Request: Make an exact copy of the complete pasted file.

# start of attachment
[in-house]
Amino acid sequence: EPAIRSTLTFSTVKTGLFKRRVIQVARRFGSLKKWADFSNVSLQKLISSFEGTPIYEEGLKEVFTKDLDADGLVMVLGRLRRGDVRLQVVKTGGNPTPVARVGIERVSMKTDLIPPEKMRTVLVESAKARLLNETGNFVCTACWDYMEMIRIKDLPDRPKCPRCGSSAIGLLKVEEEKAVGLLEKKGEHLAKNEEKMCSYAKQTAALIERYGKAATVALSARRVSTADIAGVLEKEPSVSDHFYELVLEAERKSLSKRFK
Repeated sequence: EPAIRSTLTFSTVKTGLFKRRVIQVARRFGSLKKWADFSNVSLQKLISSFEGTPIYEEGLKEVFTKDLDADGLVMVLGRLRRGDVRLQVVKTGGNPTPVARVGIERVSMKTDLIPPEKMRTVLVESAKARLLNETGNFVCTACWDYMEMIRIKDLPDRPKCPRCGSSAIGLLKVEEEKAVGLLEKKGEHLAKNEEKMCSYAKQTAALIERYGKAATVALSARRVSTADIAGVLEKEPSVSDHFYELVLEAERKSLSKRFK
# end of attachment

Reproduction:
[in-house]
Amino acid sequence: EPAIRSTLTFSTVKTGLFKRRVIQVARRFGSLKKWADFSNVSLQKLISSFEGTPIYEEGLKEVFTKDLDADGLVMVLGRLRRGDVRLQVVKTGGNPTPVARVGIERVSMKTDLIPPEKMRTVLVESAKARLLNETGNFVCTACWDYMEMIRIKDLPDRPKCPRCGSSAIGLLKVEEEKAVGLLEKKGEHLAKNEEKMCSYAKQTAALIERYGKAATVALSARRVSTADIAGVLEKEPSVSDHFYELVLEAERKSLSKRFK
Repeated sequence: EPAIRSTLTFSTVKTGLFKRRVIQVARRFGSLKKWADFSNVSLQKLISSFEGTPIYEEGLKEVFTKDLDADGLVMVLGRLRRGDVRLQVVKTGGNPTPVARVGIERVSMKTDLIPPEKMRTVLVESAKARLLNETGNFVCTACWDYMEMIRIKDLPDRPKCPRCGSSAIGLLKVEEEKAVGLLEKKGEHLAKNEEKMCSYAKQTAALIERYGKAATVALSARRVSTADIAGVLEKEPSVSDHFYELVLEAERKSLSKRFK